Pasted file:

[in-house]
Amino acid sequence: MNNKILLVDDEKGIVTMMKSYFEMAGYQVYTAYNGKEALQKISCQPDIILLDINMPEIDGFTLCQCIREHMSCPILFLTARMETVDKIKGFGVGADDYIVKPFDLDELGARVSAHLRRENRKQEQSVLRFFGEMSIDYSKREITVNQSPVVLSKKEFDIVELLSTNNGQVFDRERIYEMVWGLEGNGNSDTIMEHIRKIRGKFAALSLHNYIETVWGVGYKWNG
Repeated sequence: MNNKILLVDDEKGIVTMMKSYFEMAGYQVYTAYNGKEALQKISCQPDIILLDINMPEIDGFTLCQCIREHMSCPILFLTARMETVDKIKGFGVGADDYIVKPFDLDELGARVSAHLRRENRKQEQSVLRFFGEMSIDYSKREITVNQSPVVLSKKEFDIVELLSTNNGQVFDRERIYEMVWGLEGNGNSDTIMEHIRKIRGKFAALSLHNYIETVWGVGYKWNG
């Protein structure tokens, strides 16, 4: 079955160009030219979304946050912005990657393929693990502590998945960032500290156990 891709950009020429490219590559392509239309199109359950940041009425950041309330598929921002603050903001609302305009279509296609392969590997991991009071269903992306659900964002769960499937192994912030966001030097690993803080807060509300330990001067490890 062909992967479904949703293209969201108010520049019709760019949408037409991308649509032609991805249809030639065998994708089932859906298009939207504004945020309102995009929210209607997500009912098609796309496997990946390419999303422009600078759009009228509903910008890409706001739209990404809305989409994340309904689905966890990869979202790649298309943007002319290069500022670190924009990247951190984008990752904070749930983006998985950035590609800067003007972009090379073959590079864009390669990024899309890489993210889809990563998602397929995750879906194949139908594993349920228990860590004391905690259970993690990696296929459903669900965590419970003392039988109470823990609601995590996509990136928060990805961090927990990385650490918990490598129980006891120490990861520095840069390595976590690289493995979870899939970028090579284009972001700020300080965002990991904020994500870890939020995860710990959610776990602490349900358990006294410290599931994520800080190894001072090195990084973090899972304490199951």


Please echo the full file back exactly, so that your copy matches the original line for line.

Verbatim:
[in-house]
Amino acid sequence: MNNKILLVDDEKGIVTMMKSYFEMAGYQVYTAYNGKEALQKISCQPDIILLDINMPEIDGFTLCQCIREHMSCPILFLTARMETVDKIKGFGVGADDYIVKPFDLDELGARVSAHLRRENRKQEQSVLRFFGEMSIDYSKREITVNQSPVVLSKKEFDIVELLSTNNGQVFDRERIYEMVWGLEGNGNSDTIMEHIRKIRGKFAALSLHNYIETVWGVGYKWNG
Repeated sequence: MNNKILLVDDEKGIVTMMKSYFEMAGYQVYTAYNGKEALQKISCQPDIILLDINMPEIDGFTLCQCIREHMSCPILFLTARMETVDKIKGFGVGADDYIVKPFDLDELGARVSAHLRRENRKQEQSVLRFFGEMSIDYSKREITVNQSPVVLSKKEFDIVELLSTNNGQVFDRERIYEMVWGLEGNGNSDTIMEHIRKIRGKFAALSLHNYIETVWGVGYKWNG
């Protein structure tokens, strides 16, 4: 079955160009030219979304946050912005990657393929693990502590998945960032500290156990 891709950009020429490219590559392509239309199109359950940041009425950041309330598929921002603050903001609302305009279509296609392969590997991991009071269903992306659900964002769960499937192994912030966001030097690993803080807060509300330990001067490890 062909992967479904949703293209969201108010520049019709760019949408037409991308649509032609991805249809030639065998994708089932859906298009939207504004945020309102995009929210209607997500009912098609796309496997990946390419999303422009600078759009009228509903910008890409706001739209990404809305989409994340309904689905966890990869979202790649298309943007002319290069500022670190924009990247951190984008990752904070749930983006998985950035590609800067003007972009090379073959590079864009390669990024899309890489993210889809990563998602397929995750879906194949139908594993349920228990860590004391905690259970993690990696296929459903669900965590419970003392039988109470823990609601995590996509990136928060990805961090927990990385650490918990490598129980006891120490990861520095840069390595976590690289493995979870899939970028090579284009972001700020300080965002990991904020994500870890939020995860710990959610776990602490349900358990006294410290599931994520800080190894001072090195990084973090899972304490199951």